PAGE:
For the past two years, I have introduced and supported legislation to advance and promote the human rights of every District of Columbia resident. I understand that improvements to our various sectors cannot be achieved in a vacuum. Real change demands government accountability, transparency and openness.
To this end, I have been a fierce advocate for ethics reform, particularly as it relates to the Council’s role in voting on contracts over $1 million. I believe that this authority can be viewed as a vehicle for corruption, enabling lawmakers to exert undue influence over the contract procurement process, and I have voted “present” on all contracts to promote and encourage a commitment to good government. I have also engaged in oversight monitoring the performance of government contractors and the integrity of procurement processes through other avenues. However, there are times when circumstances arise that are too egregious to ignore, warranting immediate action.
After significant research, including a visit to the D.C. jail, meetings with advocates and a meeting with the CEO of Corizon, I determined that awarding the D.C. Jail contract for healthcare services to Corizon, would violate the human rights of D.C. residents who are incarcerated. The World Health Organization’s Constitution enshrines the highest attainable standard of health as a fundamental right of every human being. This right includes access to timely and quality healthcare. Unfortunately, Corizon has repeatedly failed to meet this standard.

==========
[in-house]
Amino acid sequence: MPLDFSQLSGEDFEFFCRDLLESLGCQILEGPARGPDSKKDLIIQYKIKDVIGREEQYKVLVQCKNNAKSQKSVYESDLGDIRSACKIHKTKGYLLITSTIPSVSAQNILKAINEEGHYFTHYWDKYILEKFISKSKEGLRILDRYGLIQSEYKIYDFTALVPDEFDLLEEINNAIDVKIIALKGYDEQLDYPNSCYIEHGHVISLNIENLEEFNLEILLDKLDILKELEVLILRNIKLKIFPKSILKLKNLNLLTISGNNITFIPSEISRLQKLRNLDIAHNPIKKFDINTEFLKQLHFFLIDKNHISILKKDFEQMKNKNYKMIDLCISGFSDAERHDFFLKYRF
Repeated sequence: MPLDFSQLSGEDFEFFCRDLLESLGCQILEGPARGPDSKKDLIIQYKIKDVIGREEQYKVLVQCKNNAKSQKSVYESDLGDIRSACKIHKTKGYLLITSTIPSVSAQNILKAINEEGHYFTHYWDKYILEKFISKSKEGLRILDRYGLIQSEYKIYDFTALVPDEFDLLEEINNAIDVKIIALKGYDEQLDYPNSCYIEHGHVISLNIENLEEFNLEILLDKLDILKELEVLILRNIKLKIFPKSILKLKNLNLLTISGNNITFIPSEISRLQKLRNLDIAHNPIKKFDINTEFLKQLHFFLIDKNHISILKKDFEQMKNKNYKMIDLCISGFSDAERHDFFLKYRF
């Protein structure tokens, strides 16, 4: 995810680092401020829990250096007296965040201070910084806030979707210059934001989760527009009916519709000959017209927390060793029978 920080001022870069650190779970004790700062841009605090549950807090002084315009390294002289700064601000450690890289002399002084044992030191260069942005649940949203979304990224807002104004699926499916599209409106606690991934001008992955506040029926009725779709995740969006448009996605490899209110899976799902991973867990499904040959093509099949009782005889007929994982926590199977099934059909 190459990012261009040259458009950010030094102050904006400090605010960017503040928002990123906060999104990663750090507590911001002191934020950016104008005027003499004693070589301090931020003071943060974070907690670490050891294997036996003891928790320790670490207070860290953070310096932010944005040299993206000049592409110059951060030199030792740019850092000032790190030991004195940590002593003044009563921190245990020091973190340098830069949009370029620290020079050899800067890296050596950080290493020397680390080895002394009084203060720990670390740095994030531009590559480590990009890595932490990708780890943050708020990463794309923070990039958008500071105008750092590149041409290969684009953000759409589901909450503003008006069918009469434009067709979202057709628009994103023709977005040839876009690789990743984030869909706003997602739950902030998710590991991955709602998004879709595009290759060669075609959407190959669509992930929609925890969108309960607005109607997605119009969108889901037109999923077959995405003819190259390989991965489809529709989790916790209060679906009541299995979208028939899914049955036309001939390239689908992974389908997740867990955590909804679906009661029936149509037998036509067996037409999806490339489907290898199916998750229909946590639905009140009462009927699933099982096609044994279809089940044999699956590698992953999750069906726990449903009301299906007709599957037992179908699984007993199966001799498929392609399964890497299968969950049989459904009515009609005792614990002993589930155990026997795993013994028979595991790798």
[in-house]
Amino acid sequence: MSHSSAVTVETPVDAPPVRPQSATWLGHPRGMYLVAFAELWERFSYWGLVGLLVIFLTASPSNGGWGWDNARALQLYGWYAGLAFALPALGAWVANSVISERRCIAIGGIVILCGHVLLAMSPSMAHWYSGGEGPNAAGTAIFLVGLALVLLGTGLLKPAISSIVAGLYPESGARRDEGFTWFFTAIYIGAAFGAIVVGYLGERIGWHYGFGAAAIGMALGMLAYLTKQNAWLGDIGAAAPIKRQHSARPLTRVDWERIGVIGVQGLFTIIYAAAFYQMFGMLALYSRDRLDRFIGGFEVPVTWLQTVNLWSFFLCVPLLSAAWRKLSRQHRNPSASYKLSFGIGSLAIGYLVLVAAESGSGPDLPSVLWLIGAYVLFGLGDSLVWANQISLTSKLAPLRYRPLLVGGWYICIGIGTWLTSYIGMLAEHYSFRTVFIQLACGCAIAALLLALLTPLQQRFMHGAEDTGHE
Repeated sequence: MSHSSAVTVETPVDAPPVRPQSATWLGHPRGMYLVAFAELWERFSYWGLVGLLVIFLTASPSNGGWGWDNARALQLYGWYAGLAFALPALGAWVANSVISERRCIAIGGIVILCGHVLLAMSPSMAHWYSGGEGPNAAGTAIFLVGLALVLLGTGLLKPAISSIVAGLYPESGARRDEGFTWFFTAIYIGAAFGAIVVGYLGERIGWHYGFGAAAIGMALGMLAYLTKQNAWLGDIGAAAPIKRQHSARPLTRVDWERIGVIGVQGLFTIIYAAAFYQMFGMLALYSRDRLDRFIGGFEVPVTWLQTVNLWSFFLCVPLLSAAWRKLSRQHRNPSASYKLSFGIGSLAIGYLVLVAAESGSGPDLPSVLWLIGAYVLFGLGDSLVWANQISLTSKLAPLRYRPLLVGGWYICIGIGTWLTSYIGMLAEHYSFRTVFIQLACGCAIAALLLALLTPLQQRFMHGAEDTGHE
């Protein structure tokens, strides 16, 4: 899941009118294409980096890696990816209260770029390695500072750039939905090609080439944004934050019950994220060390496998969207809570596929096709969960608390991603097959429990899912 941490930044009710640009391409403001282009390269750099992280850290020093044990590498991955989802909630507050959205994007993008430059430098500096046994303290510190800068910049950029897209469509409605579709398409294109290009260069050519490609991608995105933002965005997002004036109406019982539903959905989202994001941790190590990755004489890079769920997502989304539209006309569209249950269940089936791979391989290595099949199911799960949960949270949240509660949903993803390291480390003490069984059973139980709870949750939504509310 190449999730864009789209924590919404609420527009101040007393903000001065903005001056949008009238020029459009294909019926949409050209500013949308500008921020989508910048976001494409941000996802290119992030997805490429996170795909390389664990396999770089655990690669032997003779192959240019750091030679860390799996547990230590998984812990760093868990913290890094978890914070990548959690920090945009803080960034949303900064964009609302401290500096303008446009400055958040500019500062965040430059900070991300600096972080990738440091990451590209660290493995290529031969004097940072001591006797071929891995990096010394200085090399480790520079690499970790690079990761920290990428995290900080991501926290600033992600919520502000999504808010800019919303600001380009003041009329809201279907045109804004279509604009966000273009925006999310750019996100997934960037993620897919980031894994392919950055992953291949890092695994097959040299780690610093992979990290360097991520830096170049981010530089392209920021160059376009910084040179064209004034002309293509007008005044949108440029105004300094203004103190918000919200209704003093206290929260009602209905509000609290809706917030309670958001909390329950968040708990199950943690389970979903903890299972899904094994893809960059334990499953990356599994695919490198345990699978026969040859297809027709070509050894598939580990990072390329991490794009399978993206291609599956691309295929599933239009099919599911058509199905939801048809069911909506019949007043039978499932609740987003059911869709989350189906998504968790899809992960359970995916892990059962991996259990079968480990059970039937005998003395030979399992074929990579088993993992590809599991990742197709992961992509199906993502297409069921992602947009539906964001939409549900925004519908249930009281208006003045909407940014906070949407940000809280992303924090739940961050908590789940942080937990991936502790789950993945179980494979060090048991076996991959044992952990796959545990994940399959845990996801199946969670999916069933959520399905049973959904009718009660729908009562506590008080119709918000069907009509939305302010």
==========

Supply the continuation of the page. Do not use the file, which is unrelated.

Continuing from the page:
The company, a Tennessee-based for profit, has a well-documented history of failing to provide necessary medical care, allowing extreme delays in medical services to persist, and operating substandard facilities. Over the past five years there have been over 1,000 lawsuits filed against Corizon for neglect and abuse. Additionally, Maine, Maryland, Pennsylvania, Tennessee and Minnesota have all ended their contracts with Corizon for poorly delivered healthcare services. Just recently, the New York City Council publicly challenged Corizon and questioned whether it was time to end the healthcare services contract, which Corizon holds at Rikers Island.
The examples of Corizon’s deplorable services are innumerable and while it may be argued that prison healthcare is in general need of reform, the District of Columbia cannot disregard the ample evidence of gross systemic deficiencies. Awarding this contract would be an absolute failure of government to protect the health and well-being of District of Columbia inmates. Even if the Council did not vote on contracts, I would work diligently to stop this one from going forward. The gravity of the circumstances have required me to take a strong stand.